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Tuesday, 4 May 2004 - Reviewed by Alex Boyd

Positive: even now that I’m older it still manages to be somewhat creepy, with a great jungle set and sound effects (still find the peculiar tinkle that accompanies the anti-matter monsters effective). Considering the Dalek voices and many other great sound effects in Doctor Who, I’m beginning to think it was one of the BBC’s best strengths at the time, and perhaps still is. 

Negative: the effects (certainly all the spaceship shots) don’t hold up, and take away from the overall effectiveness. In fact, they’re laughable, and could easily be replaced. 

Positive: it’s interesting for being the Doctor Who tribute to Dr Jekyll and Mr Hyde. 

Negative: the whole scientists-shouldn’t-meddle-where-they-don’t -belong theme is a little tired. 

Positive: the acting by the leads/regulars is solid, Frederick Jaeger is excellent at portraying Sorensen’s clouded mind, and Ewan Solon is good as Vishinski. I’d have to say that as a youth, Vishinski pretty much stands out in my mind as a great example of good, listening leadership. 

Negative: Prentis Hancock as Salamaar, ouch. To try and be fair, he isn’t given much good dialogue. 

Positive: the idea of a planet that is something of a lynchpin between universes, containing elements of both, that are not to be disturbed, is a good one. Are the anti-matter creatures on the planet appointed guardians? Are there no matter guardians to stop them from taking matter through into a universe where it doesn’t belong? Perhaps this never happens in the anti-matter universe because they have less flawed system, something better than a corrupt power structure and its struggles?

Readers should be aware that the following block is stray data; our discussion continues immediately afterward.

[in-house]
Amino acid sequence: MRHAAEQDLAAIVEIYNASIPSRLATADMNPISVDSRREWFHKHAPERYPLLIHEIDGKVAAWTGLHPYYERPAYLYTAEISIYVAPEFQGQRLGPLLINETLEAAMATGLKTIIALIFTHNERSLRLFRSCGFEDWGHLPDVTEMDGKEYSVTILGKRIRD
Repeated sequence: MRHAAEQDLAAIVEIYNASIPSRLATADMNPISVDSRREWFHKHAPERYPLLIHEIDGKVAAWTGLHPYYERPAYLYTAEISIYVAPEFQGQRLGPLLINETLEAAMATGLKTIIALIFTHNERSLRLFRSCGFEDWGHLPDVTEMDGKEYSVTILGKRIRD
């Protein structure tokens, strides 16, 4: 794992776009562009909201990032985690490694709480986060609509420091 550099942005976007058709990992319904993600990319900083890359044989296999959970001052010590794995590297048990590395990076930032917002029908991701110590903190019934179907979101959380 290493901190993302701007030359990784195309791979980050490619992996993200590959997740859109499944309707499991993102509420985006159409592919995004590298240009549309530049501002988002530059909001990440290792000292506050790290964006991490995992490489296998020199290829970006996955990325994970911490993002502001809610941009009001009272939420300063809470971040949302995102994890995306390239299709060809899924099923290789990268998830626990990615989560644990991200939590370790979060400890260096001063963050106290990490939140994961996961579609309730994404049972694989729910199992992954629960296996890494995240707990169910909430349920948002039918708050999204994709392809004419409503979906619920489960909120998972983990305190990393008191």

Negative: all the characters know nothing except what the Doctor tells them – Salamaar accepts that the Doctor is correct in assuming that the anti-matter is holding the ship back (despite later mistrusting and shooting the Doctor), and later Vishinski simply accepts that Sorensen was infected by something on the planet. Why isn’t there a scientist on board, other than Sorensen, who could inform the crew of some of these things? Seems odd to send out a ship with a captain, (oh, sorry “controller”), a second in command and a bunch of grunts. And the uniforms make them look more like superheroes than military. The weapons are also a little inconsistent – Salamaar appears to kill a guard with his pistol, but the Doctor is shot point blank in the head and recovers. 

Positive: it was a great and atmospheric set of episodes when I was young. 

Negative: it’s far less creepy, and closer to overly dramatic space opera now that I’m older, though to end of a positive note…

Positive: it was fun to revisit.